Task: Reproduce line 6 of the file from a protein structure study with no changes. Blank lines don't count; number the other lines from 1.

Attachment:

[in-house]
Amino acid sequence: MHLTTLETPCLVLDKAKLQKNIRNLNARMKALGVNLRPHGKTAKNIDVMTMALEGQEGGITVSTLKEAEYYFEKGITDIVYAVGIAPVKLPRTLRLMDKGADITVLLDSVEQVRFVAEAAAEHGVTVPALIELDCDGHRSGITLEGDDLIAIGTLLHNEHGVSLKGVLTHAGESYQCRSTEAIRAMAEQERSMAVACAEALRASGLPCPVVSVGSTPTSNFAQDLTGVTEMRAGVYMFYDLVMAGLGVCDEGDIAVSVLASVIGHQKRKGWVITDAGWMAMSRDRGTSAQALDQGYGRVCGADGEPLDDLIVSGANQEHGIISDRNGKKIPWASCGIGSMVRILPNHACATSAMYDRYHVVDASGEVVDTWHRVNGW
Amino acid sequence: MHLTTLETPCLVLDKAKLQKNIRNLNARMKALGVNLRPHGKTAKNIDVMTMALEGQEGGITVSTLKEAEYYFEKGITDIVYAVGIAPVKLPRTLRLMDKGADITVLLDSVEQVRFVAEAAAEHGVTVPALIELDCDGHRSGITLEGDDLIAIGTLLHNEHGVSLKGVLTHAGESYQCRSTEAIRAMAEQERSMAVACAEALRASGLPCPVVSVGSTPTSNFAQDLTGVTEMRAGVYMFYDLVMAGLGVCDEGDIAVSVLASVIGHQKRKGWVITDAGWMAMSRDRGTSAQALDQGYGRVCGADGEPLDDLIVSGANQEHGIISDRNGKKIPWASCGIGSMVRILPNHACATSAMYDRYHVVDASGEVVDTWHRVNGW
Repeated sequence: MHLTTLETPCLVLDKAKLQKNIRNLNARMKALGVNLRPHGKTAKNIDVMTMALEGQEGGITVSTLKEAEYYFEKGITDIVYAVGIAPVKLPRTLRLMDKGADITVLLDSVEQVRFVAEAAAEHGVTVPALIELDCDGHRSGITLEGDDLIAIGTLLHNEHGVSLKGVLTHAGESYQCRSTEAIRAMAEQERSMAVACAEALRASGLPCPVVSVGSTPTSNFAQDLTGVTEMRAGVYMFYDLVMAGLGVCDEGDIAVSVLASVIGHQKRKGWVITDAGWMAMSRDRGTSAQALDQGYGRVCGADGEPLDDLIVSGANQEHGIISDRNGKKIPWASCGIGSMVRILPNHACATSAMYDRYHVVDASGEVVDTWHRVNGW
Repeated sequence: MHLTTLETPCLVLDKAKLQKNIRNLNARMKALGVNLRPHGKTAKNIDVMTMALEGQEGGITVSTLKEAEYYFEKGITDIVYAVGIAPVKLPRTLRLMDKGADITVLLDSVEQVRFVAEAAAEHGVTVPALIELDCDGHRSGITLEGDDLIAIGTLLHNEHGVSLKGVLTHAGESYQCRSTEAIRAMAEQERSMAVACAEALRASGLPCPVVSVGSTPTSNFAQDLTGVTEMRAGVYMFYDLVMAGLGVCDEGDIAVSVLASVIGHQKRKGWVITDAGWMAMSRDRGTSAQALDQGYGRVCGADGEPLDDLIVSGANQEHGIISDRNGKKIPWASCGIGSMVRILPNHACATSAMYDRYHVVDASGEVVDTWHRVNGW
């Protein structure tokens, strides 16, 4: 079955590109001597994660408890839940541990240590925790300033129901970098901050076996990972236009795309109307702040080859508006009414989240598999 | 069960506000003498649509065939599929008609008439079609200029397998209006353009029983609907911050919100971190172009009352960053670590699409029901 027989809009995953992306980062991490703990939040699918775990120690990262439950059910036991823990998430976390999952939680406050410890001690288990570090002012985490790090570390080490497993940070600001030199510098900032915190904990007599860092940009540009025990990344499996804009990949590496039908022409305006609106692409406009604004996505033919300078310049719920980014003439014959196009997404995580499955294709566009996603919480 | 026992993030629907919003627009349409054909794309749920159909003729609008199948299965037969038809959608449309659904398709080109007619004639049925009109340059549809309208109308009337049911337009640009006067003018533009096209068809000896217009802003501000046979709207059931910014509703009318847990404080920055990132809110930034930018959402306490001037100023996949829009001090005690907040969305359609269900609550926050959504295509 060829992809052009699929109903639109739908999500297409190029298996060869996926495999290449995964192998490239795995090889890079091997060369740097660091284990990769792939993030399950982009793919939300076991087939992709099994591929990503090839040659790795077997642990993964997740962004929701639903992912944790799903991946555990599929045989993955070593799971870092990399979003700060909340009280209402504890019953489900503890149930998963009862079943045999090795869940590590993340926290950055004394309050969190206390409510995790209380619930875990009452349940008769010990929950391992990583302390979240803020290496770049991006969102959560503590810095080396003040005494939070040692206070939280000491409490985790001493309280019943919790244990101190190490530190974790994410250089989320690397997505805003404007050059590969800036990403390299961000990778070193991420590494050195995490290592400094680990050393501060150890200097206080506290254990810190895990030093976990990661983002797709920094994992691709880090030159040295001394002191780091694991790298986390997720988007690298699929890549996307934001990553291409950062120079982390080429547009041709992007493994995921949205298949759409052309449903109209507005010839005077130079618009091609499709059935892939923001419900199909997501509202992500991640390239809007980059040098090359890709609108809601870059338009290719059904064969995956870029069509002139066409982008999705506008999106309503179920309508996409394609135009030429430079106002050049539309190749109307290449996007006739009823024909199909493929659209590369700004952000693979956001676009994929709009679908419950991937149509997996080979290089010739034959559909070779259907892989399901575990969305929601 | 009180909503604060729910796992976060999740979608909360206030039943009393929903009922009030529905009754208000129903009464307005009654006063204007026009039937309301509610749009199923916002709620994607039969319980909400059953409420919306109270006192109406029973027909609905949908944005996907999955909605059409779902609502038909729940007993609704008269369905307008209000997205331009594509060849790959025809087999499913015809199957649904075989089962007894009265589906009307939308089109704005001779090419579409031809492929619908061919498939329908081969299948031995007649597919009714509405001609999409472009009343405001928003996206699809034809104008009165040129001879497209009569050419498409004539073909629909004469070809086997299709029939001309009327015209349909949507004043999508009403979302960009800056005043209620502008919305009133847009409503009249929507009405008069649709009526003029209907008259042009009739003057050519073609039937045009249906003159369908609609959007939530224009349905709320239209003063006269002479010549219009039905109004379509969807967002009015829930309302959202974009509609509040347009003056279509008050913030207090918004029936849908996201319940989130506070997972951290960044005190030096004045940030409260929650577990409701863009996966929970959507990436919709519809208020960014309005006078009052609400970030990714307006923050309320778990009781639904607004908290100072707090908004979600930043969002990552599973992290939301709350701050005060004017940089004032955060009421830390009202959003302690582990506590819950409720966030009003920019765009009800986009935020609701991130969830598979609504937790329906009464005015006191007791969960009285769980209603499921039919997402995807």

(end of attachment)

């Protein structure tokens, strides 16, 4: 079955590109001597994660408890839940541990240590925790300033129901970098901050076996990972236009795309109307702040080859508006009414989240598999 | 069960506000003498649509065939599929008609008439079609200029397998209006353009029983609907911050919100971190172009009352960053670590699409029901 027989809009995953992306980062991490703990939040699918775990120690990262439950059910036991823990998430976390999952939680406050410890001690288990570090002012985490790090570390080490497993940070600001030199510098900032915190904990007599860092940009540009025990990344499996804009990949590496039908022409305006609106692409406009604004996505033919300078310049719920980014003439014959196009997404995580499955294709566009996603919480 | 026992993030629907919003627009349409054909794309749920159909003729609008199948299965037969038809959608449309659904398709080109007619004639049925009109340059549809309208109308009337049911337009640009006067003018533009096209068809000896217009802003501000046979709207059931910014509703009318847990404080920055990132809110930034930018959402306490001037100023996949829009001090005690907040969305359609269900609550926050959504295509 060829992809052009699929109903639109739908999500297409190029298996060869996926495999290449995964192998490239795995090889890079091997060369740097660091284990990769792939993030399950982009793919939300076991087939992709099994591929990503090839040659790795077997642990993964997740962004929701639903992912944790799903991946555990599929045989993955070593799971870092990399979003700060909340009280209402504890019953489900503890149930998963009862079943045999090795869940590590993340926290950055004394309050969190206390409510995790209380619930875990009452349940008769010990929950391992990583302390979240803020290496770049991006969102959560503590810095080396003040005494939070040692206070939280000491409490985790001493309280019943919790244990101190190490530190974790994410250089989320690397997505805003404007050059590969800036990403390299961000990778070193991420590494050195995490290592400094680990050393501060150890200097206080506290254990810190895990030093976990990661983002797709920094994992691709880090030159040295001394002191780091694991790298986390997720988007690298699929890549996307934001990553291409950062120079982390080429547009041709992007493994995921949205298949759409052309449903109209507005010839005077130079618009091609499709059935892939923001419900199909997501509202992500991640390239809007980059040098090359890709609108809601870059338009290719059904064969995956870029069509002139066409982008999705506008999106309503179920309508996409394609135009030429430079106002050049539309190749109307290449996007006739009823024909199909493929659209590369700004952000693979956001676009994929709009679908419950991937149509997996080979290089010739034959559909070779259907892989399901575990969305929601 | 009180909503604060729910796992976060999740979608909360206030039943009393929903009922009030529905009754208000129903009464307005009654006063204007026009039937309301509610749009199923916002709620994607039969319980909400059953409420919306109270006192109406029973027909609905949908944005996907999955909605059409779902609502038909729940007993609704008269369905307008209000997205331009594509060849790959025809087999499913015809199957649904075989089962007894009265589906009307939308089109704005001779090419579409031809492929619908061919498939329908081969299948031995007649597919009714509405001609999409472009009343405001928003996206699809034809104008009165040129001879497209009569050419498409004539073909629909004469070809086997299709029939001309009327015209349909949507004043999508009403979302960009800056005043209620502008919305009133847009409503009249929507009405008069649709009526003029209907008259042009009739003057050519073609039937045009249906003159369908609609959007939530224009349905709320239209003063006269002479010549219009039905109004379509969807967002009015829930309302959202974009509609509040347009003056279509008050913030207090918004029936849908996201319940989130506070997972951290960044005190030096004045940030409260929650577990409701863009996966929970959507990436919709519809208020960014309005006078009052609400970030990714307006923050309320778990009781639904607004908290100072707090908004979600930043969002990552599973992290939301709350701050005060004017940089004032955060009421830390009202959003302690582990506590819950409720966030009003920019765009009800986009935020609701991130969830598979609504937790329906009464005015006191007791969960009285769980209603499921039919997402995807």